Building Resilient Reefs of the Future: Innovative Coral Conservation, Restoration, and
Monitoring on St. Croix
The Caribbean is ground zero for coral reef degradation. Unseen and unheard, corals are
dying – taking with them habitat that supports fisheries, recreational sites that enhance local
economies, and natural coastal barriers that protect some of the world’s most vulnerable
communities. The Nature Conservancy has been a leader in coral conservation for decades,
investing in coral restoration techniques, including in-water coral nurseries and out-planting.
Unfortunately, the rate of decline of corals is outpacing the rate at which we can restore reefs
through these traditional methods.
This lecture will present TNC’s new coral strategy to dramatically scale up coral restoration
and conservation in the Caribbean, with St. Croix serving as a “coral innovation hub”. We are
establishing a state-of-the-art coral propagation and research facility where the latest
techniques to grow diverse corals will be applied and tested in collaboration with a network
of partner organizations. In parallel, the use of advanced remote sensing tools and aerial
mapping is allowing for assessment of reef condition and extent at an unprecedented scale
and resolution, to better inform and monitor our coral conservation and restoration efforts.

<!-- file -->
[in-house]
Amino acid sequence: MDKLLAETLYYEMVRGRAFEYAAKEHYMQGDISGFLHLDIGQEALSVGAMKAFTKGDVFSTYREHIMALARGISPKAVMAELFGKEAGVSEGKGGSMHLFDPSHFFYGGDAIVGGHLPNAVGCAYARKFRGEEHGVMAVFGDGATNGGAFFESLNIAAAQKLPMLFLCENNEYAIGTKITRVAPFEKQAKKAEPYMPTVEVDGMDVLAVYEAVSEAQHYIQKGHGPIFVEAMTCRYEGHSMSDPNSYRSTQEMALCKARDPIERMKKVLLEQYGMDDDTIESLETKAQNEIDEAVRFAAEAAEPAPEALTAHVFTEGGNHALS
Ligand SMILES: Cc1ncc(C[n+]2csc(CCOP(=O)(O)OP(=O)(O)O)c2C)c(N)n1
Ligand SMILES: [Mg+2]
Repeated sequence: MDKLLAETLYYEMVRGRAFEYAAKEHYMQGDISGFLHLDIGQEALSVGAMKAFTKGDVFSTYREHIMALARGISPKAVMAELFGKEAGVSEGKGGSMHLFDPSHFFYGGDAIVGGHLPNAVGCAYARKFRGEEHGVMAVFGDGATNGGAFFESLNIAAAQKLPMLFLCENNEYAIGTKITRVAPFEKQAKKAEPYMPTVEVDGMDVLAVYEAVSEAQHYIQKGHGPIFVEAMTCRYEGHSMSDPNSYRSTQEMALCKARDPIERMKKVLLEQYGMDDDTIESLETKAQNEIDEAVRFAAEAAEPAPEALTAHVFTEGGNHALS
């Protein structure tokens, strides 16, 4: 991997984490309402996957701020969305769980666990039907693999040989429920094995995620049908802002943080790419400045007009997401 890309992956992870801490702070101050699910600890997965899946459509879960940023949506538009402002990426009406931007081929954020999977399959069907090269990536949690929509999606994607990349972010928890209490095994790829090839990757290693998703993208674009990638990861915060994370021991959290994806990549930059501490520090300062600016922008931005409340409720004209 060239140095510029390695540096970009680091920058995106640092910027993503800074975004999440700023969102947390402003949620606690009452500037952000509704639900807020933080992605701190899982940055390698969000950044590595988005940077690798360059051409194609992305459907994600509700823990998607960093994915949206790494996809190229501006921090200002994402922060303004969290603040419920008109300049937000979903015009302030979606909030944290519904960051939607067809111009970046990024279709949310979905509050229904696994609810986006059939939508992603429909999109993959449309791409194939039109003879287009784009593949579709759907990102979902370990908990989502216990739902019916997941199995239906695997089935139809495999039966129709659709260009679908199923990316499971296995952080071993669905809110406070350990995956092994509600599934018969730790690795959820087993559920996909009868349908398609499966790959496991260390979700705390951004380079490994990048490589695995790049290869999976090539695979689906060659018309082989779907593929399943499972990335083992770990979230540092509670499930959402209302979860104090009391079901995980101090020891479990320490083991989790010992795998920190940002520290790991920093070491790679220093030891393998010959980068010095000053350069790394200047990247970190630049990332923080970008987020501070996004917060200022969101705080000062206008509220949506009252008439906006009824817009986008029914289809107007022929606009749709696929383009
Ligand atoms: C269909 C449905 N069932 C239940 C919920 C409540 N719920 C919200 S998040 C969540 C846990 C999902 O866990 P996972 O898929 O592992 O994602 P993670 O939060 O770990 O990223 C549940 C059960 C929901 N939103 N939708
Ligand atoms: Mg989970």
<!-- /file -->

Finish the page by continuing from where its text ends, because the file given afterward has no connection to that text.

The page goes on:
Using these synergistic approaches, the Conservancy’s US Virgin Islands innovation hub will
serve as an incubator for ideas on global coral conservation and restoration, playing a vital
role in disseminating today’s science and technology throughout the Caribbean and around
Dr. Ashlee Lillis, USVI Coral Manager, The Nature Conservancy
Dr. Lillis is a marine scientist with an interdisciplinary background in ecology and
oceanography, and a passion for increasing our understanding of ocean ecosystems and the
ability to conserve them. Despite growing up in the mountains of Canada, Ashlee’s
fascination with the sea led her to study marine ecology on the Pacific and Atlantic coasts of
her home country, before migrating southward to undertake a PhD in North Carolina. Over
the past 15 years her research interests have steadily expanded from cold oceans to include
temperate and tropical habitats, and she now feels most at home in the warm waters of the
Ashlee’s research expertise is in the larval ecology of reef-building invertebrates such as coral
and the use of acoustic monitoring to study reef ecosystems. Prior to joining The Nature
Conservancy, Ashlee was a postdoctoral researcher at Woods Hole Oceanographic
Institution, where she combined field observations and experimental approaches to study
coral larval processes and reef ecology in several locations in the Caribbean, including the
USVI, Cuba, and Curaçao.